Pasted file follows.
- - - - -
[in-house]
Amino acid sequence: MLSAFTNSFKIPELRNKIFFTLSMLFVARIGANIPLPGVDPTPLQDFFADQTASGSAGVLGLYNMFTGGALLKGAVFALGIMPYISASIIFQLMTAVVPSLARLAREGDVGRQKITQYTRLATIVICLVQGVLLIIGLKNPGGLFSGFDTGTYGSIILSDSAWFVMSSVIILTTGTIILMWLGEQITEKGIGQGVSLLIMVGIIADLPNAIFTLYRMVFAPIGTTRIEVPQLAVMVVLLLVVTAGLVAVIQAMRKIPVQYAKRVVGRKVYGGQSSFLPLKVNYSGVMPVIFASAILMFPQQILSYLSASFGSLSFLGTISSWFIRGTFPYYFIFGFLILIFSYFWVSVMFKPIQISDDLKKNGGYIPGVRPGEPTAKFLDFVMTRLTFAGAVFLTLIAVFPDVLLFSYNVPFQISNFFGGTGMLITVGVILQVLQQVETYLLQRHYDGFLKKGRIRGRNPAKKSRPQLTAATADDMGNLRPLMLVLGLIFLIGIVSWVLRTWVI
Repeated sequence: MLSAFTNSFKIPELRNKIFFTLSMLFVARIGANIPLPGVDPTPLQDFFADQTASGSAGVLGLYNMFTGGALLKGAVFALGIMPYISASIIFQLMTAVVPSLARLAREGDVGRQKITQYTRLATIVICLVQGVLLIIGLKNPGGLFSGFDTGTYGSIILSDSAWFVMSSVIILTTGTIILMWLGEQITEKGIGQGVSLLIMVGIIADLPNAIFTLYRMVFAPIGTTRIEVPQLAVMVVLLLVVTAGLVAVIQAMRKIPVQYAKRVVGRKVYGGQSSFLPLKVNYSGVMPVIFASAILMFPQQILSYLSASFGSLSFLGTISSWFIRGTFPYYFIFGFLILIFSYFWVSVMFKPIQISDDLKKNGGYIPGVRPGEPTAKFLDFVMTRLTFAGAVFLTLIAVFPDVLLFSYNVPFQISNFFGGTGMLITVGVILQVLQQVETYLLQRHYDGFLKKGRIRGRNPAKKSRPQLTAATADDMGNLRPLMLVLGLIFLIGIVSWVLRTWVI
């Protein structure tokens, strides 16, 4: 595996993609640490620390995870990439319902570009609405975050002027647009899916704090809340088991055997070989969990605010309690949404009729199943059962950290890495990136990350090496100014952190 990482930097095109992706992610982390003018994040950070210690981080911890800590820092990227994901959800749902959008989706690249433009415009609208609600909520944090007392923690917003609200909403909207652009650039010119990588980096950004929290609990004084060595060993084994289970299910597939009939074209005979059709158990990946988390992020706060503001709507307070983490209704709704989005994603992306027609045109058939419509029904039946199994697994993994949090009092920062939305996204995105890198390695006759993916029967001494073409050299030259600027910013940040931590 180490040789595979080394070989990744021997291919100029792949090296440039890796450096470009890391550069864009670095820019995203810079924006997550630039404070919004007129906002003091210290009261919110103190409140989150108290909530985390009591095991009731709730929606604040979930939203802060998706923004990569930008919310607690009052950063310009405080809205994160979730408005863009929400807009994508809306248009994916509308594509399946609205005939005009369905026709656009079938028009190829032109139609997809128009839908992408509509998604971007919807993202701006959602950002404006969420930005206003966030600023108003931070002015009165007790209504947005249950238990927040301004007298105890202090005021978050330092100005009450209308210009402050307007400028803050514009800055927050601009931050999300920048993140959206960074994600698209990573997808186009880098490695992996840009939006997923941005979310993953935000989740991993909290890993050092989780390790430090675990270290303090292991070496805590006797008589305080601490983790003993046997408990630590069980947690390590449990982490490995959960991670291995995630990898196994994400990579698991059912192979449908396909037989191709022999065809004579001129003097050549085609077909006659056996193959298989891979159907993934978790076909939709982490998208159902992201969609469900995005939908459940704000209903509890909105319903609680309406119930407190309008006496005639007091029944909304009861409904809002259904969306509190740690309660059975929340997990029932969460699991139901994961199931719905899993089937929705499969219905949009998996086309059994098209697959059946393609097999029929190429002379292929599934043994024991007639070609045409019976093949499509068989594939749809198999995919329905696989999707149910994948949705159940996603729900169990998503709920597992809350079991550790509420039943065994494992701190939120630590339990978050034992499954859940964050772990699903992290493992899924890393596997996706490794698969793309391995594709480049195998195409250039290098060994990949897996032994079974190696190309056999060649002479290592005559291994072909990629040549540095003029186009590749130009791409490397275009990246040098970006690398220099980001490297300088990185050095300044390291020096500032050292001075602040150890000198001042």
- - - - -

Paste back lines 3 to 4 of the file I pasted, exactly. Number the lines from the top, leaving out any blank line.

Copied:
Repeated sequence: MLSAFTNSFKIPELRNKIFFTLSMLFVARIGANIPLPGVDPTPLQDFFADQTASGSAGVLGLYNMFTGGALLKGAVFALGIMPYISASIIFQLMTAVVPSLARLAREGDVGRQKITQYTRLATIVICLVQGVLLIIGLKNPGGLFSGFDTGTYGSIILSDSAWFVMSSVIILTTGTIILMWLGEQITEKGIGQGVSLLIMVGIIADLPNAIFTLYRMVFAPIGTTRIEVPQLAVMVVLLLVVTAGLVAVIQAMRKIPVQYAKRVVGRKVYGGQSSFLPLKVNYSGVMPVIFASAILMFPQQILSYLSASFGSLSFLGTISSWFIRGTFPYYFIFGFLILIFSYFWVSVMFKPIQISDDLKKNGGYIPGVRPGEPTAKFLDFVMTRLTFAGAVFLTLIAVFPDVLLFSYNVPFQISNFFGGTGMLITVGVILQVLQQVETYLLQRHYDGFLKKGRIRGRNPAKKSRPQLTAATADDMGNLRPLMLVLGLIFLIGIVSWVLRTWVI
């Protein structure tokens, strides 16, 4: 595996993609640490620390995870990439319902570009609405975050002027647009899916704090809340088991055997070989969990605010309690949404009729199943059962950290890495990136990350090496100014952190 990482930097095109992706992610982390003018994040950070210690981080911890800590820092990227994901959800749902959008989706690249433009415009609208609600909520944090007392923690917003609200909403909207652009650039010119990588980096950004929290609990004084060595060993084994289970299910597939009939074209005979059709158990990946988390992020706060503001709507307070983490209704709704989005994603992306027609045109058939419509029904039946199994697994993994949090009092920062939305996204995105890198390695006759993916029967001494073409050299030259600027910013940040931590 180490040789595979080394070989990744021997291919100029792949090296440039890796450096470009890391550069864009670095820019995203810079924006997550630039404070919004007129906002003091210290009261919110103190409140989150108290909530985390009591095991009731709730929606604040979930939203802060998706923004990569930008919310607690009052950063310009405080809205994160979730408005863009929400807009994508809306248009994916509308594509399946609205005939005009369905026709656009079938028009190829032109139609997809128009839908992408509509998604971007919807993202701006959602950002404006969420930005206003966030600023108003931070002015009165007790209504947005249950238990927040301004007298105890202090005021978050330092100005009450209308210009402050307007400028803050514009800055927050601009931050999300920048993140959206960074994600698209990573997808186009880098490695992996840009939006997923941005979310993953935000989740991993909290890993050092989780390790430090675990270290303090292991070496805590006797008589305080601490983790003993046997408990630590069980947690390590449990982490490995959960991670291995995630990898196994994400990579698991059912192979449908396909037989191709022999065809004579001129003097050549085609077909006659056996193959298989891979159907993934978790076909939709982490998208159902992201969609469900995005939908459940704000209903509890909105319903609680309406119930407190309008006496005639007091029944909304009861409904809002259904969306509190740690309660059975929340997990029932969460699991139901994961199931719905899993089937929705499969219905949009998996086309059994098209697959059946393609097999029929190429002379292929599934043994024991007639070609045409019976093949499509068989594939749809198999995919329905696989999707149910994948949705159940996603729900169990998503709920597992809350079991550790509420039943065994494992701190939120630590339990978050034992499954859940964050772990699903992290493992899924890393596997996706490794698969793309391995594709480049195998195409250039290098060994990949897996032994079974190696190309056999060649002479290592005559291994072909990629040549540095003029186009590749130009791409490397275009990246040098970006690398220099980001490297300088990185050095300044390291020096500032050292001075602040150890000198001042």